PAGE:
What can you do to reduce email traffic?
Think about introducing protected collaboration time, by setting aside an hour a week. Team wide collaboration time can facilitate face-to-face conversations between team members, spark ideas for future projects as well as improvements to existing ones and update on achievements and needs around the team.
One-to-one meetings between employees and their line managers are really important for many reasons, but in terms of reducing email, you can encourage staff to save up actions for these meetings rather than sending lots of single task messages.
Help people find you by improving your email signature and Office 365 profile. Uploading a photo of yourself and adding the hours you usually work to your Office 365 profile can help others find you while adding your internal extension and mobile numbers to your email signature makes it easier for people to call you.
Think about the principles behind using all-staff and group email addresses; it could be helpful to define who should and who shouldn’t use these channels, and what they should and shouldn’t be used for. Does your message need to be sent right now? Or could it wait for the newsletter? Is this really email worthy, or would it be more appropriate to put a poster up in the kitchen?
Don’t reply all (unless you really have to!) always check the “to” fields to check whether everyone needs to receive your response before sending.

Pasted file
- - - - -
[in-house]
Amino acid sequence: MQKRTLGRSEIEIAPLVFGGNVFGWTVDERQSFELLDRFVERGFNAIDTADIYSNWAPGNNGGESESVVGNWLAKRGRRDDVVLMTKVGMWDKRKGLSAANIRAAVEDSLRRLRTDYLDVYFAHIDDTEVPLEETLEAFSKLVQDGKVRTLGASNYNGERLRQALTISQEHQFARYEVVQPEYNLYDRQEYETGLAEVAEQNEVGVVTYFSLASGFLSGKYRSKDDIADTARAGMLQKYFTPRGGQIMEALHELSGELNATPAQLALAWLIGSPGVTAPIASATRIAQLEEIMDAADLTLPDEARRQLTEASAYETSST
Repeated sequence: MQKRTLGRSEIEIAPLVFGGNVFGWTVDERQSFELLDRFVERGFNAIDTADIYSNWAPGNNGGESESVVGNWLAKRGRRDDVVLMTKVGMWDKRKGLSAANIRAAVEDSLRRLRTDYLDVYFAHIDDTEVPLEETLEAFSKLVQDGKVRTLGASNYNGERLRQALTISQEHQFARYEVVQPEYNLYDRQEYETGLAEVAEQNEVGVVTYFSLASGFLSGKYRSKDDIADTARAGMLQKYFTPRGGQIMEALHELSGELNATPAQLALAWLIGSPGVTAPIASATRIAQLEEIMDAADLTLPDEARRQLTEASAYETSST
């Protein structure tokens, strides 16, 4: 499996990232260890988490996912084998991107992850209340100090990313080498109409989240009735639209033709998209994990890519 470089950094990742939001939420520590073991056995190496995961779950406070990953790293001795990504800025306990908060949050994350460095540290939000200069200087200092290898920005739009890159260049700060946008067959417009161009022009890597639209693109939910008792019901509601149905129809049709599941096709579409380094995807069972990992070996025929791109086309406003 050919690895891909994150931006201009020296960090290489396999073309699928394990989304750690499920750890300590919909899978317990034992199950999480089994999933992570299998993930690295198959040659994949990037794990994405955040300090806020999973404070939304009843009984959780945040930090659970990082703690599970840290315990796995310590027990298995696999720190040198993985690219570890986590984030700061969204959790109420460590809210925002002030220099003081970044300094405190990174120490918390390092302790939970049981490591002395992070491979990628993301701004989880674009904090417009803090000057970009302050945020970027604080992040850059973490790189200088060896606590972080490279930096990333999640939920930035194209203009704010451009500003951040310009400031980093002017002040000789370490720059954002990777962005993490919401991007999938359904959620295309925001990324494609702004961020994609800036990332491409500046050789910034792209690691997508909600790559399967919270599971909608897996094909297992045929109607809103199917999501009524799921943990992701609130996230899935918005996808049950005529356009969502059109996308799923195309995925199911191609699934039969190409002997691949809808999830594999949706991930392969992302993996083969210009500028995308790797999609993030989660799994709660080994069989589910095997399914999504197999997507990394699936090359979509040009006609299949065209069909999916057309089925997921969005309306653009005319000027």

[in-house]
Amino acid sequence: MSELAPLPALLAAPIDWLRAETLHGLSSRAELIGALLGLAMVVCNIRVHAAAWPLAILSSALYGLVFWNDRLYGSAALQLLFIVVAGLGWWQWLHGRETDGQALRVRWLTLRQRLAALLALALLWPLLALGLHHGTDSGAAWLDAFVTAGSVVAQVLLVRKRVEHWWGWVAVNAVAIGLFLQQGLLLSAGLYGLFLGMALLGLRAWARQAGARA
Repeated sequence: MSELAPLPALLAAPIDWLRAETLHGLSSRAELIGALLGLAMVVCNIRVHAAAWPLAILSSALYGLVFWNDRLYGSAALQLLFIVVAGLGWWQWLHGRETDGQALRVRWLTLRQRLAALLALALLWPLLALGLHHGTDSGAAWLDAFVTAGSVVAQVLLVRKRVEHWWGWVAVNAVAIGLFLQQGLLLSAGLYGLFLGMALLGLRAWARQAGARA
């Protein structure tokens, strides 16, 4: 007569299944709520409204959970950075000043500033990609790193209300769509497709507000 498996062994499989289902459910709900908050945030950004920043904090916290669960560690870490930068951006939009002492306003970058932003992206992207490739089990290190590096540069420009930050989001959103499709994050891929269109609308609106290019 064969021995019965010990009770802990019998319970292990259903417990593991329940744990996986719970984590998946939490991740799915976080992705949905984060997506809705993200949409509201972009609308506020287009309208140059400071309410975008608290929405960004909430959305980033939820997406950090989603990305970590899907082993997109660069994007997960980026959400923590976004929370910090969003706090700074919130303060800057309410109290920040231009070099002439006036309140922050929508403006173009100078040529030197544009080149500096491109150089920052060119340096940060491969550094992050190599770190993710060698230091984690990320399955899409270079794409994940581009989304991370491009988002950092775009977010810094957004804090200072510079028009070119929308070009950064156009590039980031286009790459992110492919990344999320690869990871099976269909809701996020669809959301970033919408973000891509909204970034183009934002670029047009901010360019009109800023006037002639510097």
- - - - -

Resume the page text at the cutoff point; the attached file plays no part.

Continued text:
When you're sending an email to multiple recipients and you know one of them is out of the office, consider whether it might be better to update them once they're back, rather than copying them into lots of emails.
When you want to share documents, it’s often more efficient to share them via platforms like SharePoint or MS Teams. Although you might still need to email people to announce that you’ve uploaded it, having one single source document means that changes only need to be made once, and out-of-date versions aren’t left in circulation. This also works really well when you are seeking feedback on a document, as all the feedback and changes you receive are made to a single version of the file.
Do you need a response? Or would you rather not have one? You might consider including a line at the end of your emails indicating whether a reply is needed or not.
Oh, and one more thing: for emails between certain groups of staff, it might be best to hold off before sending in case something else occurs to you. You might also think about saving things up to include in one email rather than firing emails off every time something occurs to you.
Help spread the word
Include our 'I'm thinking outside the inbox' footer at the bottom of your emails.
Please use the text: Will you take the One PS challenge and Think Outside the Inbox?
And add the following image below it. Just right-click and save the image below and copy this into your email signature. Please only use this alongside the text to ensure your signature is accessible.